ORGANISM. A Review
Words and photographs by Alex Rabeau
Antony Youssef forces you to revaluate your perception of your surrounding environment in his newest installation, ORGANISM. From August 13 to 18, between 5 and 8pm, Youssef has converted the Holme Building Courtyard into an interactive micro-forest of illumination. Taking inspiration from works displayed in Vivid Sydney and the Dark Mofo Festival in Hobart, he strived to challenge artistic norms through this eccentric and charming display.
The motivation behind this exhibit was driven by society’s depreciation of the lifeform that is our surrounding environment. Youssef aimed to express the “dichotomy of the monument as both inanimate and alive”, with interactive light displays woven through seemingly barren trees. At first glance the small community of trees appears lifeless, however, through a variety of stimuli the visiting individual can bring them to life.
You are greeted at the start of the installation by ‘the lonely tree’, which requires you to converse with it by way of text message to then be rewarded with a mesmerizing light display. Perhaps a commentary on our reliance on phones as a means of interaction? A variety of other stimuli are requested by the subsequent trees, including light, water and movement (which is needed for ‘the shy tree’, my personal favourite).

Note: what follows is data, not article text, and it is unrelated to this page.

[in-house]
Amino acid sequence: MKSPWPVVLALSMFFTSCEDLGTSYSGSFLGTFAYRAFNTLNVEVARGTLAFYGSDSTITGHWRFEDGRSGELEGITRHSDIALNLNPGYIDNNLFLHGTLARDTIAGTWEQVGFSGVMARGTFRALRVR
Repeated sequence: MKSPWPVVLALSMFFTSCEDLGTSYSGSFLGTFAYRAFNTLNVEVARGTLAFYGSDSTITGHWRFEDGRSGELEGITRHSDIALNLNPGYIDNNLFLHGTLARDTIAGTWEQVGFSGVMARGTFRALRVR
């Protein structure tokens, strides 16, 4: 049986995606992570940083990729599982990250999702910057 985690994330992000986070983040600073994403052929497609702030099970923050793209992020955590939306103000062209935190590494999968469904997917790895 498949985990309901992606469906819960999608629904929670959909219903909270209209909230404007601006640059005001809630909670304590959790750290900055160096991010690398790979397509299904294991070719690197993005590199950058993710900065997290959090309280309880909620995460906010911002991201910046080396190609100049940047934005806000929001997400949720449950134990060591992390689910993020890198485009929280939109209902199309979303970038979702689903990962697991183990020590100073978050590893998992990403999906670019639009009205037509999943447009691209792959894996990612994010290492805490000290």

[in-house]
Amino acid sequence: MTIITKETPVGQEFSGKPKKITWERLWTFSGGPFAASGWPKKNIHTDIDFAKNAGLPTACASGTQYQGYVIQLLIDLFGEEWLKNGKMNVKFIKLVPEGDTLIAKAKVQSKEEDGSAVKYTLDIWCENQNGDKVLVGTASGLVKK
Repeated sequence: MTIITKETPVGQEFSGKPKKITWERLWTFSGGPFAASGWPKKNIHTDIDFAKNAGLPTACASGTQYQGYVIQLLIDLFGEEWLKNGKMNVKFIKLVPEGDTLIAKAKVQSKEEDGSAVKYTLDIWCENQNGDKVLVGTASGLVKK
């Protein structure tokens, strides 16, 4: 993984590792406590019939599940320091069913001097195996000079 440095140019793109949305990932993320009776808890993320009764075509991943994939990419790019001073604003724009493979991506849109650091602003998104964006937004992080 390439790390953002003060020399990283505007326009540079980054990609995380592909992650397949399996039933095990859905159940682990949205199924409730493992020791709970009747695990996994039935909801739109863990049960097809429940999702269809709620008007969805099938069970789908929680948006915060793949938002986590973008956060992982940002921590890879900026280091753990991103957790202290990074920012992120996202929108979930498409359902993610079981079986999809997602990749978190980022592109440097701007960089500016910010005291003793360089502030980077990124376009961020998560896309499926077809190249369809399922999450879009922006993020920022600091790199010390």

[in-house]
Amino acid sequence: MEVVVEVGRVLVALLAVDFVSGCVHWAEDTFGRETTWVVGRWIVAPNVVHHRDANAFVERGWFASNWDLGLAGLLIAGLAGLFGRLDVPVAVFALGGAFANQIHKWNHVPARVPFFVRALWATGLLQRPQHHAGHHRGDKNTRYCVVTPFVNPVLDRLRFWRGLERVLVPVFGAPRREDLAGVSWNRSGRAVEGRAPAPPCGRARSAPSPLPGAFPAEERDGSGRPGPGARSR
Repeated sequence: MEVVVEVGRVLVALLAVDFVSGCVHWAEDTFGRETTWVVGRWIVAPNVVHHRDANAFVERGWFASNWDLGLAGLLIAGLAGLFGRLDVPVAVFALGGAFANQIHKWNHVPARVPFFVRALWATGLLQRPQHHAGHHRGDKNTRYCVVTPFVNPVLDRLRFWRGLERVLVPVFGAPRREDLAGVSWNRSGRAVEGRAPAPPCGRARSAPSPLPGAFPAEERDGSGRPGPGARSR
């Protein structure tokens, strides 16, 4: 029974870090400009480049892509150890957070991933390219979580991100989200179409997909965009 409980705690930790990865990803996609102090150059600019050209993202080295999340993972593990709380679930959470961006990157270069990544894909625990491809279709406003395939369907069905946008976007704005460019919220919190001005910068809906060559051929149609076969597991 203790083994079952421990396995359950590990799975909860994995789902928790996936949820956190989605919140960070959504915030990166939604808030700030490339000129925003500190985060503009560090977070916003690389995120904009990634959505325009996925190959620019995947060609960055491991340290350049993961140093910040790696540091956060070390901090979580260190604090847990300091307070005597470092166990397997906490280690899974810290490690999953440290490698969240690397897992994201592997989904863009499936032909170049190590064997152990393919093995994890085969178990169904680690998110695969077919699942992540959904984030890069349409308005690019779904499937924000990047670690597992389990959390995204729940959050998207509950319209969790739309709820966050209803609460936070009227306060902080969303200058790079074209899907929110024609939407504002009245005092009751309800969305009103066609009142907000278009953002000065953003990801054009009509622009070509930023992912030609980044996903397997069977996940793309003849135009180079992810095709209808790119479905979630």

I managed to chat to Antony a bit about his creation process for this instalment. He revealed to me an extraordinary level of dedication to his project, learning to code C++ from scratch to program the array of microprocessors used for each of the trees. The use of seemingly dead trees highlights the way we perceive a lot of our surroundings. This also contrasts nicely with the hypnotizing light display that is activated through interaction, giving these trees a hidden soul.
As a global community there is an increasing disconnect with our habitat thus demanding an increasing need to extend more moral concern to our environment. Through this art display, Youssef reinvigorates this discourse to all who visit. The anthropomorphising of these seemingly inanimate monuments reminds us to treat our setting with more respect.
I truly recommend visiting this exhibit. It is a beautiful fusion of technology and environment as well as a fun incentive to reflect upon our own perception of our habitat.
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